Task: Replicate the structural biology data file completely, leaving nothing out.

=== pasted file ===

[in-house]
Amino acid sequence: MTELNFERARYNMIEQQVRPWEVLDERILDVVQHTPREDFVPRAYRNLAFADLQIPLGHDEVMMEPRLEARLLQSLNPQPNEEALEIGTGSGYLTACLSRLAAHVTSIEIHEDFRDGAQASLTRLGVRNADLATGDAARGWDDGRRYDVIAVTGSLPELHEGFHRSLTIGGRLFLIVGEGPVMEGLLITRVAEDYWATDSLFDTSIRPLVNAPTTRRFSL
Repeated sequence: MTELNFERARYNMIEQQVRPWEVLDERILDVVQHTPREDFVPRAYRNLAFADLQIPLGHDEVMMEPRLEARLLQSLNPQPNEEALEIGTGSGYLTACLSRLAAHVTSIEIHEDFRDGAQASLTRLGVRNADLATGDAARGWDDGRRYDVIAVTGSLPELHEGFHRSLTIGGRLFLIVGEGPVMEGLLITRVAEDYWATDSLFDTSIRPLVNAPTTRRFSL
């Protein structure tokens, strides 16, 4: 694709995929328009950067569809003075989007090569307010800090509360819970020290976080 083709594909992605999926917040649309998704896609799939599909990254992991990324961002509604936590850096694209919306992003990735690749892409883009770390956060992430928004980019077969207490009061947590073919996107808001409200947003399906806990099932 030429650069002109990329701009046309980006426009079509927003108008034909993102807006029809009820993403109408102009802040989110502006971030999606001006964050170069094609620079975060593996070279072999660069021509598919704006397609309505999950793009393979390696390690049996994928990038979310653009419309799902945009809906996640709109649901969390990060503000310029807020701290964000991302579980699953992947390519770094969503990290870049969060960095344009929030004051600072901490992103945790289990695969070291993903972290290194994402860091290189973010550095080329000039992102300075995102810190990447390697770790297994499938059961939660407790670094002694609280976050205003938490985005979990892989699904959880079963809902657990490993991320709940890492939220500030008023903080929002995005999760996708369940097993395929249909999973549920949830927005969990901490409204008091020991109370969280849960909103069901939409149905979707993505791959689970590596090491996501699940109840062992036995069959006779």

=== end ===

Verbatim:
[in-house]
Amino acid sequence: MTELNFERARYNMIEQQVRPWEVLDERILDVVQHTPREDFVPRAYRNLAFADLQIPLGHDEVMMEPRLEARLLQSLNPQPNEEALEIGTGSGYLTACLSRLAAHVTSIEIHEDFRDGAQASLTRLGVRNADLATGDAARGWDDGRRYDVIAVTGSLPELHEGFHRSLTIGGRLFLIVGEGPVMEGLLITRVAEDYWATDSLFDTSIRPLVNAPTTRRFSL
Repeated sequence: MTELNFERARYNMIEQQVRPWEVLDERILDVVQHTPREDFVPRAYRNLAFADLQIPLGHDEVMMEPRLEARLLQSLNPQPNEEALEIGTGSGYLTACLSRLAAHVTSIEIHEDFRDGAQASLTRLGVRNADLATGDAARGWDDGRRYDVIAVTGSLPELHEGFHRSLTIGGRLFLIVGEGPVMEGLLITRVAEDYWATDSLFDTSIRPLVNAPTTRRFSL
């Protein structure tokens, strides 16, 4: 694709995929328009950067569809003075989007090569307010800090509360819970020290976080 083709594909992605999926917040649309998704896609799939599909990254992991990324961002509604936590850096694209919306992003990735690749892409883009770390956060992430928004980019077969207490009061947590073919996107808001409200947003399906806990099932 030429650069002109990329701009046309980006426009079509927003108008034909993102807006029809009820993403109408102009802040989110502006971030999606001006964050170069094609620079975060593996070279072999660069021509598919704006397609309505999950793009393979390696390690049996994928990038979310653009419309799902945009809906996640709109649901969390990060503000310029807020701290964000991302579980699953992947390519770094969503990290870049969060960095344009929030004051600072901490992103945790289990695969070291993903972290290194994402860091290189973010550095080329000039992102300075995102810190990447390697770790297994499938059961939660407790670094002694609280976050205003938490985005979990892989699904959880079963809902657990490993991320709940890492939220500030008023903080929002995005999760996708369940097993395929249909999973549920949830927005969990901490409204008091020991109370969280849960909103069901939409149905979707993505791959689970590596090491996501699940109840062992036995069959006779």